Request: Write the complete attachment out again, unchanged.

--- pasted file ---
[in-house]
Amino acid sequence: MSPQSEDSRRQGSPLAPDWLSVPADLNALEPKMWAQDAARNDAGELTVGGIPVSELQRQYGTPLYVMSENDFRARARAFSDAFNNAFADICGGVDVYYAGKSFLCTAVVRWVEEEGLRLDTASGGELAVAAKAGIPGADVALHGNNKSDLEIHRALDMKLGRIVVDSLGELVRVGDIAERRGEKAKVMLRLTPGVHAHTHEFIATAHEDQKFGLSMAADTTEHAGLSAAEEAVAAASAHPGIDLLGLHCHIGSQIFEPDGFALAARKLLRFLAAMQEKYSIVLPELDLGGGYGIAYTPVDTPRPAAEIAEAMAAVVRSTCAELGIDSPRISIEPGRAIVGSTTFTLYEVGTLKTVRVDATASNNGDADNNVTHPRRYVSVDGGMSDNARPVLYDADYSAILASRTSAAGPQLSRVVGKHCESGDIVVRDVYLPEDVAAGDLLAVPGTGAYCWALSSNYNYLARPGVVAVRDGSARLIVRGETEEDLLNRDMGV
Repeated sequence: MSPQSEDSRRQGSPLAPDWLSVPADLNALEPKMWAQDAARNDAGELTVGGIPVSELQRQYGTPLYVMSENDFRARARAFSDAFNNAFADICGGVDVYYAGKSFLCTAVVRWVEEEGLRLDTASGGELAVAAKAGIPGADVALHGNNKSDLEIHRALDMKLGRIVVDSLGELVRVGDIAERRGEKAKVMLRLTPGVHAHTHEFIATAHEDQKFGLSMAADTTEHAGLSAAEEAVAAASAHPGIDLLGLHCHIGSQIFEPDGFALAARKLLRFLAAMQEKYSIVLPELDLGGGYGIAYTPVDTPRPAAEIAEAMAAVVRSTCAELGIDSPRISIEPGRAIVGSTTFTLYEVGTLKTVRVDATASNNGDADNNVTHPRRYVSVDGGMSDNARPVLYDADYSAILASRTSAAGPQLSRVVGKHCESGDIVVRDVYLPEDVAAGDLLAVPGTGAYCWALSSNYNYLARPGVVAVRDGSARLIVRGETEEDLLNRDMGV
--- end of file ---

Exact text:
[in-house]
Amino acid sequence: MSPQSEDSRRQGSPLAPDWLSVPADLNALEPKMWAQDAARNDAGELTVGGIPVSELQRQYGTPLYVMSENDFRARARAFSDAFNNAFADICGGVDVYYAGKSFLCTAVVRWVEEEGLRLDTASGGELAVAAKAGIPGADVALHGNNKSDLEIHRALDMKLGRIVVDSLGELVRVGDIAERRGEKAKVMLRLTPGVHAHTHEFIATAHEDQKFGLSMAADTTEHAGLSAAEEAVAAASAHPGIDLLGLHCHIGSQIFEPDGFALAARKLLRFLAAMQEKYSIVLPELDLGGGYGIAYTPVDTPRPAAEIAEAMAAVVRSTCAELGIDSPRISIEPGRAIVGSTTFTLYEVGTLKTVRVDATASNNGDADNNVTHPRRYVSVDGGMSDNARPVLYDADYSAILASRTSAAGPQLSRVVGKHCESGDIVVRDVYLPEDVAAGDLLAVPGTGAYCWALSSNYNYLARPGVVAVRDGSARLIVRGETEEDLLNRDMGV
Repeated sequence: MSPQSEDSRRQGSPLAPDWLSVPADLNALEPKMWAQDAARNDAGELTVGGIPVSELQRQYGTPLYVMSENDFRARARAFSDAFNNAFADICGGVDVYYAGKSFLCTAVVRWVEEEGLRLDTASGGELAVAAKAGIPGADVALHGNNKSDLEIHRALDMKLGRIVVDSLGELVRVGDIAERRGEKAKVMLRLTPGVHAHTHEFIATAHEDQKFGLSMAADTTEHAGLSAAEEAVAAASAHPGIDLLGLHCHIGSQIFEPDGFALAARKLLRFLAAMQEKYSIVLPELDLGGGYGIAYTPVDTPRPAAEIAEAMAAVVRSTCAELGIDSPRISIEPGRAIVGSTTFTLYEVGTLKTVRVDATASNNGDADNNVTHPRRYVSVDGGMSDNARPVLYDADYSAILASRTSAAGPQLSRVVGKHCESGDIVVRDVYLPEDVAAGDLLAVPGTGAYCWALSSNYNYLARPGVVAVRDGSARLIVRGETEEDLLNRDMGV